The Society for Social Work and Research

2014 Annual Conference

January 15-19, 2014 I Grand Hyatt San Antonio I San Antonio, TX

Examining Food Security Among Children in Households Participating in the Supplemental Nutrition Assistance Program (SNAP): Implications for Human Rights

Friday, January 17, 2014: 10:30 AM
Marriott Riverwalk, Alamo Ballroom Salon E, 2nd Floor Elevator Level BR (San Antonio, TX)
* noted as presenting author
Aakanksha Sinha, MSW, Doctoral Student, Boston College, Chestnut Hill, MA
Andrew D. Reynolds, MEd, Doctoral Student, Boston College, Chestnut Hill, MA
Margaret Lombe, PhD, associate Professor, Boston College, Boston, MA
Background: The right to food is a fundamental human right guaranteed to everyone.  However, millions of Americans continue to be food insecure despite participating in SNAP (USDA 2012). With the recent economic downturns, current estimates of food insecure households stand at 18 Million; with 16.7 million of those affected being children (USDA, 2012). Evidence on the effect of SNAP on the welfare of participating households exists (Wilde & Nord, 2005). Little is known on how food insecure households navigate the risk associated with food insecurity. The evidence in place suggests that such households are likely to turn to informal supports to mitigate food insecurity. Focusing specifically on households participating in SNAP, we examine the moderating effects of informal food assistance on household and child food security.

Method: The study uses data from the 2010 Current Population Survey (USDA-ERS, 2010); an archive providing data on the welfare of American households.  CPS also includes data on the use of formal (SNAP) and informal food assistance networks. We focus specifically on a sub-sample of households below 185% of the poverty line who answered questions on household and child food security (N=1,186). Two OLS regression analyses were conducted to examine the relationship between socio-demographic characteristics, household food security, SNAP participation, and informal food supports vs. child food security.  The first model included all study variables while the second, which assessed the moderation effects of informal food supports on child security, included all study variables and an interaction term (household food security X informal food supports).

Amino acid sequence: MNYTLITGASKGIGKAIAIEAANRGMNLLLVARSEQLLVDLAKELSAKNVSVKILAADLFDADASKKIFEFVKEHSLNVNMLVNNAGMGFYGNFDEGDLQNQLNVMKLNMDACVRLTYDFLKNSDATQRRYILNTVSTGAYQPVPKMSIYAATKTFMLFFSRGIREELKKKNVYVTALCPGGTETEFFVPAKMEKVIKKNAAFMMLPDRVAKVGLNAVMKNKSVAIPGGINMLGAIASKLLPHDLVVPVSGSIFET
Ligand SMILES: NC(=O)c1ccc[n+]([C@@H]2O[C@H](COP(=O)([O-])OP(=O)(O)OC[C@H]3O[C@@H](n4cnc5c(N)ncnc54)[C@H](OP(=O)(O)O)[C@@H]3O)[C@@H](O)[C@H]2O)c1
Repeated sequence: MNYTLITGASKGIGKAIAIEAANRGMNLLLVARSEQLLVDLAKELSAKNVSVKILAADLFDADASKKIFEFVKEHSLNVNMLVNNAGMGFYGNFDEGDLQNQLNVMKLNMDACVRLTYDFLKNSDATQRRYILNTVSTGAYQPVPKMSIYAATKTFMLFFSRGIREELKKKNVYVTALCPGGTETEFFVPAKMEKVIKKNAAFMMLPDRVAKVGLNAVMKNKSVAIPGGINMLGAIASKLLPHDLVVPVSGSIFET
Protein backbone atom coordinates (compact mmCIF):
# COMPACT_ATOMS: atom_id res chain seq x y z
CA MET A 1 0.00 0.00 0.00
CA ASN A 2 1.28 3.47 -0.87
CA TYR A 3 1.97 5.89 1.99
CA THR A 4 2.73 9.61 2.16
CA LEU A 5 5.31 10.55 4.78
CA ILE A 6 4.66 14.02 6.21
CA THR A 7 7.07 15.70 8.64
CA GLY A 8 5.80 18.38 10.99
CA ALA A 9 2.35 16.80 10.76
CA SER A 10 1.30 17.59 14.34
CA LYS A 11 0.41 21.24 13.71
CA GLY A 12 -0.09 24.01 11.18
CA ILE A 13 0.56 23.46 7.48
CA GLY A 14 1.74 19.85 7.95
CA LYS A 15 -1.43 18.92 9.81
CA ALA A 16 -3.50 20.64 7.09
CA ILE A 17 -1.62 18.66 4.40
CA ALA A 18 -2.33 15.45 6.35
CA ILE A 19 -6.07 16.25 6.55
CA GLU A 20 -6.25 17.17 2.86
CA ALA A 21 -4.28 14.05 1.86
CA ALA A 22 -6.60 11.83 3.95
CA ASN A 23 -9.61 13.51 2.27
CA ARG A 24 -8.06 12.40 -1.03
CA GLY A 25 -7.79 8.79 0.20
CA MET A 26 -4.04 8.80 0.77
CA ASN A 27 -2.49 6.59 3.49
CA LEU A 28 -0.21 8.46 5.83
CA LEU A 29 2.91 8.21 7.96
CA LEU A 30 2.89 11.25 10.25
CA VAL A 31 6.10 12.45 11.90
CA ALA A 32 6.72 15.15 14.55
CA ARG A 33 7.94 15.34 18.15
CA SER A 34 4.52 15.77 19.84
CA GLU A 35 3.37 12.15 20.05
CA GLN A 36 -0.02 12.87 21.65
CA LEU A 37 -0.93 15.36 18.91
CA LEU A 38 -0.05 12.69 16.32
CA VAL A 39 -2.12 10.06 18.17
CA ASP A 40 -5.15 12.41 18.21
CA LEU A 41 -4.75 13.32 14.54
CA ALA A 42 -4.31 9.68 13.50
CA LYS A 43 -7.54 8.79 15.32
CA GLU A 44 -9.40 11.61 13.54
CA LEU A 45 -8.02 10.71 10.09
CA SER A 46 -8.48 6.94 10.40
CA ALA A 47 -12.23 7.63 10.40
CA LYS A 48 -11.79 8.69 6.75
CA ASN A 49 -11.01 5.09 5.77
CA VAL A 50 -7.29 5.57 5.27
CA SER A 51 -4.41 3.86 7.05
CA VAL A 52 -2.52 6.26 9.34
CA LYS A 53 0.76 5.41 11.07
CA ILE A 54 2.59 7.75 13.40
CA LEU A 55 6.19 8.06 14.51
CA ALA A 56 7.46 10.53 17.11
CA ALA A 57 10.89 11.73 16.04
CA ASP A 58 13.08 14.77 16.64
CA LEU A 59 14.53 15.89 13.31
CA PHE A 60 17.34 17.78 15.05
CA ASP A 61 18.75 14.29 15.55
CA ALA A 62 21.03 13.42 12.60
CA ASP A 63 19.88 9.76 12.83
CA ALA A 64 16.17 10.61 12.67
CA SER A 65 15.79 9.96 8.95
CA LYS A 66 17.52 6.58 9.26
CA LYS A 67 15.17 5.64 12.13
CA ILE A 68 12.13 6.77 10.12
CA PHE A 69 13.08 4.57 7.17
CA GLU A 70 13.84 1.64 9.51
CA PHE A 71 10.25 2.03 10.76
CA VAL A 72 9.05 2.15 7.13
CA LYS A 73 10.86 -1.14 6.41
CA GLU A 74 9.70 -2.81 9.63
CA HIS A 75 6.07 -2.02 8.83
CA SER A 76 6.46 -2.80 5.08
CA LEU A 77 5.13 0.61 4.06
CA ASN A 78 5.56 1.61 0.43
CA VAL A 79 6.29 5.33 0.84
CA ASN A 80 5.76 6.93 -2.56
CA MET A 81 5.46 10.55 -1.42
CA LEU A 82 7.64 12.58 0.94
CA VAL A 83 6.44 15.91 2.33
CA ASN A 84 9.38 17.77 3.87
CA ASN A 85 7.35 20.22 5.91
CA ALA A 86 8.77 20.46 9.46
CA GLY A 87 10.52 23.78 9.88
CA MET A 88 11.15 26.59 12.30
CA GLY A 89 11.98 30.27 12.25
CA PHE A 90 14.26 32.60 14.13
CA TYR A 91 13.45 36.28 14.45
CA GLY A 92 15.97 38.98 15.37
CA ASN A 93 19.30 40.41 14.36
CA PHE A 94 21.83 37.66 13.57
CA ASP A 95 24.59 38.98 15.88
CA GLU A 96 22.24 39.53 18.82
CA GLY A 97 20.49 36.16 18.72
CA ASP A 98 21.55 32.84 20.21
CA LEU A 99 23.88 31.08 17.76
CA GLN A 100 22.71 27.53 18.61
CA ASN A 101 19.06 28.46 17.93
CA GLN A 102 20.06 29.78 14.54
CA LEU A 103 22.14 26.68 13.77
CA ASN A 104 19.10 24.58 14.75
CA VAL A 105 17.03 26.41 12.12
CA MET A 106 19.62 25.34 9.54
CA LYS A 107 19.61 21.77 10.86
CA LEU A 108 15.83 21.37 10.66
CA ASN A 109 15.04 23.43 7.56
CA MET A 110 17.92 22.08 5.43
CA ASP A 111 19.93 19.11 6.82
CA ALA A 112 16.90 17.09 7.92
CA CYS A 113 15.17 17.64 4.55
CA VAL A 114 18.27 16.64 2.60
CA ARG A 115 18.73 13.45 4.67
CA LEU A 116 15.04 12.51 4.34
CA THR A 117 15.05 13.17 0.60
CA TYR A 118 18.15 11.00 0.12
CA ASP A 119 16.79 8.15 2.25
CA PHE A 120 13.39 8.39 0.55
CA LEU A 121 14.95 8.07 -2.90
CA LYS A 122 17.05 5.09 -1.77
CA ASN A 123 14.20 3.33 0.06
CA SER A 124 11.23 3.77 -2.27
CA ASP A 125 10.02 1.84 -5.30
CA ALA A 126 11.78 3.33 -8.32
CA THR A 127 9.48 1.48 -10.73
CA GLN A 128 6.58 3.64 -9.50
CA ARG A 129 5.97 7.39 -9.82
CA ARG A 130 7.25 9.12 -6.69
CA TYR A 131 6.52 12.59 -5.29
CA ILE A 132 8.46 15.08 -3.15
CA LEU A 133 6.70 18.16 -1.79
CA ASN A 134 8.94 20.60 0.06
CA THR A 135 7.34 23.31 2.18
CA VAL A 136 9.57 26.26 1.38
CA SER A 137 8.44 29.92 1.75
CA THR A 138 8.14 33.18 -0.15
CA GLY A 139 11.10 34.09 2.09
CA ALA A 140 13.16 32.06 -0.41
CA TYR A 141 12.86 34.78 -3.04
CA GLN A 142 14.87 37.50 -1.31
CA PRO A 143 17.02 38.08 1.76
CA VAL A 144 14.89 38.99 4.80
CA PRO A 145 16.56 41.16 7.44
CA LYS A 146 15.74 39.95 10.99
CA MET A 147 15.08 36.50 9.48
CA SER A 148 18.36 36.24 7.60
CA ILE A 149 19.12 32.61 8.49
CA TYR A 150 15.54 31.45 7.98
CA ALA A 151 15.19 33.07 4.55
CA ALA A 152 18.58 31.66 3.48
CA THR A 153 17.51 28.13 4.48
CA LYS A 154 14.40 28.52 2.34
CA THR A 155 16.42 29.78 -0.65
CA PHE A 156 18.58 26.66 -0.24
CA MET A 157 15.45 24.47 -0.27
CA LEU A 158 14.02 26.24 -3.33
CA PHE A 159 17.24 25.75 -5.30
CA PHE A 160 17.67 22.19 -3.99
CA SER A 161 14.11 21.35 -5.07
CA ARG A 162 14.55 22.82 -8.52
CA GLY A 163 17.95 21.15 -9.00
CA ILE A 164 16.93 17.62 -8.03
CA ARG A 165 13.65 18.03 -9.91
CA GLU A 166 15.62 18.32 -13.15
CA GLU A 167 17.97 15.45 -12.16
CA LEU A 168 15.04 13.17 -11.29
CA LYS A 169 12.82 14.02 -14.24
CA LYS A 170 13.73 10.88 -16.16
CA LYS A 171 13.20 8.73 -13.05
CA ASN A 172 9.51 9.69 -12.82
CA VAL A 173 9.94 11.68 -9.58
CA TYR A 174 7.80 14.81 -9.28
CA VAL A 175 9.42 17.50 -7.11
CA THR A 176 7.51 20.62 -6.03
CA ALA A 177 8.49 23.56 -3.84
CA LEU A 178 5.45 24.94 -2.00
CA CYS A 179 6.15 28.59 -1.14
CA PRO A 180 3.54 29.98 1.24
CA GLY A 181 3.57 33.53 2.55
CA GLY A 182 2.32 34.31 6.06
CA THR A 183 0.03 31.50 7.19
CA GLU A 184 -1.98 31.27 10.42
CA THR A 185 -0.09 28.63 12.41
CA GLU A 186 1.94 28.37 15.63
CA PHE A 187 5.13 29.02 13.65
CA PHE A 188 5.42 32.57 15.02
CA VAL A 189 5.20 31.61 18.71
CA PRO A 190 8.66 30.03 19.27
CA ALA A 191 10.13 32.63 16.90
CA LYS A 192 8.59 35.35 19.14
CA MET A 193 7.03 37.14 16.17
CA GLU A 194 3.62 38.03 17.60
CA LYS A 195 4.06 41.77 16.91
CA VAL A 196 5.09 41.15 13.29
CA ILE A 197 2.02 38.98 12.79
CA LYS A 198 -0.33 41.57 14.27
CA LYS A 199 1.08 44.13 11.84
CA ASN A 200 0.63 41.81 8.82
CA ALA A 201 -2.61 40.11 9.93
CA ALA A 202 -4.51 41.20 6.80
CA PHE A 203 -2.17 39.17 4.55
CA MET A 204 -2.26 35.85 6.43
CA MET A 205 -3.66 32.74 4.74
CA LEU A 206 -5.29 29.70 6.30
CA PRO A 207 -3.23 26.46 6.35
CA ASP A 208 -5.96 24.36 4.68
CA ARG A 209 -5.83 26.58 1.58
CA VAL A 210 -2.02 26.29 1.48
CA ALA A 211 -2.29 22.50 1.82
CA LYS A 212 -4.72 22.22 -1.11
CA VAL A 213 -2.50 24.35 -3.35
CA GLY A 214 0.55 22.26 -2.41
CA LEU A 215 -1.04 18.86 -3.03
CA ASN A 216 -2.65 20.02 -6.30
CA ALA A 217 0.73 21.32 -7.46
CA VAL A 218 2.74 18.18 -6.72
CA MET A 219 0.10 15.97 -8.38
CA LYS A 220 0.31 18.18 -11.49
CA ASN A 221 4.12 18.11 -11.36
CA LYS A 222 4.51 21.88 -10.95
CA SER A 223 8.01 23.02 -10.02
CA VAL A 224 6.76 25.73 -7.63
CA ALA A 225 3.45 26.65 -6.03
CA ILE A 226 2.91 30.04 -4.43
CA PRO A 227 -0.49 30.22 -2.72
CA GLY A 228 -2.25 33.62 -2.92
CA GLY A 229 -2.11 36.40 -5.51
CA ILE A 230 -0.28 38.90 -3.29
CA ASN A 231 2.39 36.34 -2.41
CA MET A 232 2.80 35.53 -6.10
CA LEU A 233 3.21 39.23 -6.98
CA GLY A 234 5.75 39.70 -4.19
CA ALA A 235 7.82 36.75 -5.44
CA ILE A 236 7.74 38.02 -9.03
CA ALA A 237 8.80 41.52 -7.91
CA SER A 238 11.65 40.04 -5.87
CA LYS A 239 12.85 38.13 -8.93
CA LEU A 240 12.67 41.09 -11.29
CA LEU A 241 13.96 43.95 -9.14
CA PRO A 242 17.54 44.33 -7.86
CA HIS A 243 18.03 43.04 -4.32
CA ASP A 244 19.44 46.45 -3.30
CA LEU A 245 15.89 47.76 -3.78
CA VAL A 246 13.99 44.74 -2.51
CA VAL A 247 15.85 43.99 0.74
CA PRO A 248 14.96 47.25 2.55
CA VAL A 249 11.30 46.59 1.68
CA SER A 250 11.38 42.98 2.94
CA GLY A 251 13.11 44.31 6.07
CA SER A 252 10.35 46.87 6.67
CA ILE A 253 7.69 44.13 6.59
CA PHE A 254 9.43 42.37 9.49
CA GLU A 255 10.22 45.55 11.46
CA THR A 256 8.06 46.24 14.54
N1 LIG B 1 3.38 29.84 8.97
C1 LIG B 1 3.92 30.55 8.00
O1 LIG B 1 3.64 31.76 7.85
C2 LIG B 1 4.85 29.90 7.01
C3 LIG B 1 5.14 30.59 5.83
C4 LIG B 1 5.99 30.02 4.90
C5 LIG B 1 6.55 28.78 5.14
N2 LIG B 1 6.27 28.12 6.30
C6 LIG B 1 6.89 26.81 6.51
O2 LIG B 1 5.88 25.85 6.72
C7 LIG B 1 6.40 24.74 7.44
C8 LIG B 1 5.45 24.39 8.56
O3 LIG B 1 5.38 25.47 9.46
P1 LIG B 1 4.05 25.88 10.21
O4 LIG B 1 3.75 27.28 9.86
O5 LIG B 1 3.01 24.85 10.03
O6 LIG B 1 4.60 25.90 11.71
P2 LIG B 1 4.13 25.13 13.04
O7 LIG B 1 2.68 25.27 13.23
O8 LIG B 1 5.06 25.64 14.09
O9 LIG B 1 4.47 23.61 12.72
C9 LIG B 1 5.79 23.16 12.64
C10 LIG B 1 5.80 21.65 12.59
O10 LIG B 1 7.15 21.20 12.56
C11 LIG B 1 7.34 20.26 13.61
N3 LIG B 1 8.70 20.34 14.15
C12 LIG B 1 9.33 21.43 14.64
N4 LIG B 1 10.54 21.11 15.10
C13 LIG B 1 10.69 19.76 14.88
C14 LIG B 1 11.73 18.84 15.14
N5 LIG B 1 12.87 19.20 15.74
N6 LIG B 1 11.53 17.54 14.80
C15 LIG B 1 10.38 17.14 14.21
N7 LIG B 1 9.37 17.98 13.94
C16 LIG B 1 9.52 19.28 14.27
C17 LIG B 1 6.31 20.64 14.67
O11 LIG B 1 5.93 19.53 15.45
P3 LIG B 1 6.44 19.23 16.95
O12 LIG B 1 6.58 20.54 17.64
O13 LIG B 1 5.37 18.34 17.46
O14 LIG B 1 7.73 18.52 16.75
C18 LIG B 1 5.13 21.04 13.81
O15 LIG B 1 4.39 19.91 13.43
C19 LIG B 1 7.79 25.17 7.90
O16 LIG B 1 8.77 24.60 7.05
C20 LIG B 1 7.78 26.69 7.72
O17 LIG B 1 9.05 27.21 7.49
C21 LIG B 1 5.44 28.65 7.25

Results:  A number of respondent’s characteristics, including age of the head of household, race, immigrant status, being a female-headed household, having fewer children, lower informal food supports, and greater household food security significantly predicted child food security. Further, there was no difference in child food security in households with high or marginal levels of food security with respect to whether or not the household received informal food assistance.  However, variations were observed in child food security between households with low or very low levels of food security  in relations to whether or not the household received informal food assistance (CFS mean = 5.82 vs. 6.49).  More specifically, food insecure households that accessed informal food supports had lower levels of child food security. 

Conclusion:  Results of this study highlight the risks faced by households with low food security and their reliance on informal food assistance despite participating in SNAP.  These results suggest that informal food assistance may be an important avenue for the welfare of low-income households; they help make-up for what may be lacking in the food stamp program. This may be, especially, the case for households in great need and fewer resources. Recognizing that access to food is a fundamental human right, state providers may need to shift from a paradigm of provision of food as safety-net or charity to a rights-based perspective that actively seeks to ensure that all, especially children, are guaranteed the right to food.